How to Stop Accepting Crap (and Find Your Happiness)


I believe that someone’s words can turn an ordinary moment into an unforgettable one in a matter of seconds, and in my lifetime, I’ve had three.

The first occurred when I was 12 while I was in my driveway fielding grounders from my dad. It was mid-summer, hot as hell, and I knew that this was my last year playing softball, meaning I 100% felt like practice was a complete waste of time. And trust me, like any 12 year-old with an attitude, I made my thoughts known. However, as soon as I voiced how I didn’t see why I should practice at all considering I’d be done with the sport by the end of the month, my dad looked at me with that stern dad stare (you know the one I’m talking about) and said, “But you’re doing it now.” And back to grounders we went. I’ve adhered to that mantra ever since.

Just 5 short years later, I was shoveling cereal in my face on a Sunday morning, complaining to my mom about having to go to church. At that point, I guess she had had enough (I mean, I was 17), and said, “For everything you’ve been blessed with, you’d think you could take one hour out of your week and thank God for it.” Mic drop, Mom. Mic drop.

And then, 10 years after that, I was sitting on my couch with a glass of wine (or so I presume) about to start Shonda Rhimes book, “A Year of Yes” when this golden nugget, straight from Christina Yang’s lips (of Grey’s Anatomy), jumped out at me: “If you want crappy things to stop happening to you, stop accepting crap and start demanding more.” Two seconds of reading, and I had found a total game-changer.

I remember reading over those words again & again and being like, “Yeah.” Just yeah. I’m with you, Christina Yang. Enough with the crap. And yet as I was reflecting on the past few years, I realized that I, like many of you, had been allowing it into my life up until that moment without any kind of resistance. And why?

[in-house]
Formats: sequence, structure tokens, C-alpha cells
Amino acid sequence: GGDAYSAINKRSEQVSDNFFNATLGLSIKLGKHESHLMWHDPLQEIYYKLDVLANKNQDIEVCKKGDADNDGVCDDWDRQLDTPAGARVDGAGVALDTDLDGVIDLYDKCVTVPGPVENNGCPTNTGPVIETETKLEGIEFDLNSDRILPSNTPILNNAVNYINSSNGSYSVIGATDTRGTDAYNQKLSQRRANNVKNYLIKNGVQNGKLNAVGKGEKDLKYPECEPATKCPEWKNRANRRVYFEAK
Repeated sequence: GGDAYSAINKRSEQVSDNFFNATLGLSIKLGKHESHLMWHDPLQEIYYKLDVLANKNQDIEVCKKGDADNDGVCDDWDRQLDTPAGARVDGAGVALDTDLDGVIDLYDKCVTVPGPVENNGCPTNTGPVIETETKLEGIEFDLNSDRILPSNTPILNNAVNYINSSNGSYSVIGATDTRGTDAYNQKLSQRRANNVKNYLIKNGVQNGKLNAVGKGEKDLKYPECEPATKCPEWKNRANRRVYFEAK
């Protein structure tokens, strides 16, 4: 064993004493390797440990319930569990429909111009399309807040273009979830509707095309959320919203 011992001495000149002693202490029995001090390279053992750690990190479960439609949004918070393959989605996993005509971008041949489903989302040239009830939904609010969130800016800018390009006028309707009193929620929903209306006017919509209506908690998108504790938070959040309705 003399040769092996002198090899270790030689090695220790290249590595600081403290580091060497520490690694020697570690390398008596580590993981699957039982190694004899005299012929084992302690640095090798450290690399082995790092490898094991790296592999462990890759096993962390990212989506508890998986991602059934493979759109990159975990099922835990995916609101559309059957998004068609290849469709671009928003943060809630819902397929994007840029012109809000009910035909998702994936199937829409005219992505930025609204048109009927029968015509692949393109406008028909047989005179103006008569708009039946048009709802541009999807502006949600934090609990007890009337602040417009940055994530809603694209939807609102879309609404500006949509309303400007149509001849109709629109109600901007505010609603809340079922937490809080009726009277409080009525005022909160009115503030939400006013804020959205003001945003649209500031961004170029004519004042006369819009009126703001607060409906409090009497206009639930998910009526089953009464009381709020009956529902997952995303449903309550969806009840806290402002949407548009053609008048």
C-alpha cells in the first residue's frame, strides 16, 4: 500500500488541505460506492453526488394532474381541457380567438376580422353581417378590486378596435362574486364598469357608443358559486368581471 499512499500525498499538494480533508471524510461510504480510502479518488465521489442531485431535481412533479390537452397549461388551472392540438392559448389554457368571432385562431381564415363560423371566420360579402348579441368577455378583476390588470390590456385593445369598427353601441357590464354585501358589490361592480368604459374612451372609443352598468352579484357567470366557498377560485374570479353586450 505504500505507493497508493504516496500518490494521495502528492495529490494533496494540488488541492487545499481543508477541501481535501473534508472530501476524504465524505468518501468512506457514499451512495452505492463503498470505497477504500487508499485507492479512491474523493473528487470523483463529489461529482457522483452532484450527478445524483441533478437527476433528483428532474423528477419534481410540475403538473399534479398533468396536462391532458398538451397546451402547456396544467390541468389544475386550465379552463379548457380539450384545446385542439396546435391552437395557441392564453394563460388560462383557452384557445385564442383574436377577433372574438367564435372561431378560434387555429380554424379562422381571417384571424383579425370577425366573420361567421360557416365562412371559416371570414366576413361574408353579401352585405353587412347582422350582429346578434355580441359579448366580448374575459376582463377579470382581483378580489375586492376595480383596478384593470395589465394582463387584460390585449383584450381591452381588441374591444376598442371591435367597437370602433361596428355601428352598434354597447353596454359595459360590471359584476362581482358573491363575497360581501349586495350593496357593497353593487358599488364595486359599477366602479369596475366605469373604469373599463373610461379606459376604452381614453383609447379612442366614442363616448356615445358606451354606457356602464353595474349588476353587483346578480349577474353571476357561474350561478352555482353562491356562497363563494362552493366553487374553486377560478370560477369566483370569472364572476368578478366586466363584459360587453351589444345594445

Simple answer: The Princess Complex


Deny it as you may, but it’s hard to argue that we aren’t fine-tuned as little girls to believe we will be taken care of. That whatever our problem is – yesterday, today, or tomorrow – it will work itself out. I mean, look at the role models we were given:

Cinderella – saved by a Prince

Sleeping Beauty – saved by a Prince

Snow White – saved by a Prince

Laney Boggs – saved from high school geekdom by a Freddie Prinze Jr

We are wired to wait on someone else to give us what we want, for the universe to align the stars in our favor, for one lucky break. We think it’s coming, we hope it’s coming, and yet, we haven’t lifted a finger to put any of that in motion. We’re just sitting in crap, and instead of taking life by the horns and twisting it where we want it to go, we allow it to direct us where it may, whether we like the path it’s taking us on or not. I mean, I don’t know about you, but if Rapunzel sheds anything like I do, she could have built a pretty sturdy rope out of her loose hair in 3 months, tops. And then she wouldn’t have had to wait around in that tower for so long.

What’s even worse about this is that it stereotypically is a trait of women. Can you imagine a man sitting in a tower waiting for someone to come save him? Hell no. They stand up, take charge, and figure out how to get what they want, and the sole reason behind this mentality versus the one we women use is this: confidence.


In their 2014 article The Confidence Gap, Katty Kay and Claire Shipman introduced us to root of why women continue to hold themselves back and settle while men go out there and take what’s theirs (or not theirs, for that matter).

They point to a study the Institute of Leadership and Management in the UK performed on British managers, where half of the female participants reported self-doubt about their job performance while less than a third of the male participants did.

Another where Linda Babcock, the author of Women Don’t Ask, found that men negotiate their salaries 4x as often as women and ask for 30% more.

And another from psychologists David Dunning and Joyce Ehrlinger, who found that while both men and women scored roughly the same on a generic science test (7.9 vs 7.5, respectively), the women believed they had scored more poorly (5.8) when asked prior to receiving the results compared to men (who thought they had earned a 7.1).

Um, what?

And it doesn’t end there. They reference female athletes, tech entrepreneurs, engineers, investment bankers and journalists, who are all saying the same thing that Sheryl Sandberg confessed in her book Lean In: they feel like frauds.